U.S. bilateral military aid provides Israel with privileges unequalled by any other recipient country. Israel can use some U.S. military assistance both for research and development in the U.S. and for military purchases from Israeli manufacturers.

In addition, all U.S. foreign assistance earmarked for Israel is delivered in the first 30 days of the fiscal year. Most other recipients normally receive aid in installments. Congress also appropriates funds for joint U.S.-Israeli missile defense programs.

In August 2007, the Bush administration announced it would increase U.S. military assistance to Israel by $6 billion over the next decade. The agreement called for incremental annual increases in foreign military financing to Israel, reaching $3 billion a year by 2012. The Obama administration requested $2.775 billion in foreign military financing to Israel for 2010.

Although we have provided assistance with nuclear delivery systems, France, not the U.S., was most heavily involved in supporting Israel’s development of nuclear weapons. Nevertheless, we have had a consistent policy for Israeli nuclear activities of looking the other way. That policy, and the concessions we have made to Israel to persuade it not to use nuclear weapons over the years, have validated its nuclear arsenal’s existence.

In the international political arena, the U.S. has been unstinting in its support of Israel. In 1972, George H.W. Bush cast the first U.S. veto in the U.N. Security Council. Between 1972 and 2009, the U.S. cast 48 vetoes and negative votes on every issue that was in any way critical of Israel.

We have vetoed resolutions proposed by our allies, Spain and France, and by our then enemy, the USSR, as well as resolutions with signatures from three to 20 nations.

This history reflects the fact that there are millions of Jewish and non-Jewish Americans, particularly those who were alive and aware of the Holocaust, who genuinely support the existence of a democratic, Jewish Israel and continue to do so.

The situation became more complicated in the aftermath of the 1967 Arab-Israeli War, largely as a result of Israel’s West Bank and East Jerusalem settlement policies and by the political emergence in Israel of the Jewish emigration from the USSR, a country that, along with its citizens, never really understood much about democracy.

The Fourth Geneva Convention of 1949 forbids resettlement by an occupying power of its own civilians on territory under its military control.

On July 9, 2004, the International Court of Justice ruled that “Israeli settlements in the Occupied Palestinian Territory, including East Jerusalem, are illegal and an obstacle to peace and to economic and social development [… and] have been established in breach of international law.”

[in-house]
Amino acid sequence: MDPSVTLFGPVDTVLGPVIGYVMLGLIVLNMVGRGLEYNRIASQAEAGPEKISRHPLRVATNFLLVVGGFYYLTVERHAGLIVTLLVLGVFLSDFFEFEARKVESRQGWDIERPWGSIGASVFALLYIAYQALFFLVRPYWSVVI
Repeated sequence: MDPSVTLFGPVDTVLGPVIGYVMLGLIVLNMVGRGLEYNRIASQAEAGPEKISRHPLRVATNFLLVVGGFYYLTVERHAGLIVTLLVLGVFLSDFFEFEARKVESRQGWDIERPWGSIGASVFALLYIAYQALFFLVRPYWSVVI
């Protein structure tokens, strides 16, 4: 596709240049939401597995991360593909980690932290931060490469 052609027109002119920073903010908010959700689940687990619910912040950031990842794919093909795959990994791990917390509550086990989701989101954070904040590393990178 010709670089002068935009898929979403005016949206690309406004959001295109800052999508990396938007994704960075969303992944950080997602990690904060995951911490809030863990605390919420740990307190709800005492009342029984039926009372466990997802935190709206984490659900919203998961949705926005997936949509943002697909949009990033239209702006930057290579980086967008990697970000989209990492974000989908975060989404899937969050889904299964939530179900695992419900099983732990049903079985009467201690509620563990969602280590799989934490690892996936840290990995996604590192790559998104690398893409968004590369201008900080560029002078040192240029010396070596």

By acceding to Israel’s every wish, the U.S. has enabled an Israel that believes it can act with impunity, without making any adjustment to the international, regional and national realities that face her. Her own imperatives far outweigh those of her neighbors and her people. This situation encourages aggressive behavior, as in the Gaza War and its aftermath, the ongoing settlement program, and a knee-jerk military reaction to perceived threats.

Although the Obama administration, doggedly searching for the elusive two-state solution, has slightly hardened the position of this government on Israeli settlement policies, all of the requests made by the administration have either been ignored, or flat-out rejected by the Netanyahu government.

But the two-state solution is the only one that preserves a Zionist (democratic and Jewish) Israel. Demographic realities show clearly that Jews in Israel will soon be outnumbered by Arabs, forcing Israel to choose between democracy and Jewishness. The situation worsens as the settlements absorb the West Bank and more and more Arabs. In the longer run, it is doubtful that Americans will support an expansionist, apartheid, and/or non-democratic Israel.

Our ongoing uncritical backing has enabled Israel to behave in a self-absorbed and counterproductive way. Israel lives in a “safe” world constructed with U.S. economic bricks and mortar, surrounded by a U.S. political moat and protected by U.S. military hardware. This uncritical support has permitted Israel to behave in ways that have weakened her morally in the eyes of the world, left her in a perpetual state of war with her neighbors and with a highly questionable Zionist future.

This is hardly what sensitive and thoughtful Americans would have done for Israel if we truly had cared about her future as Zionist state. In terms of Israel’s future viability, we have not behaved like her true friend.

Haviland Smith is a retired CIA station chief who served in Eastern and Western Europe and the Middle East and as chief of the counterterrorism staff.

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[Originally published in the Barre Times-Argus and Rutland Herald.]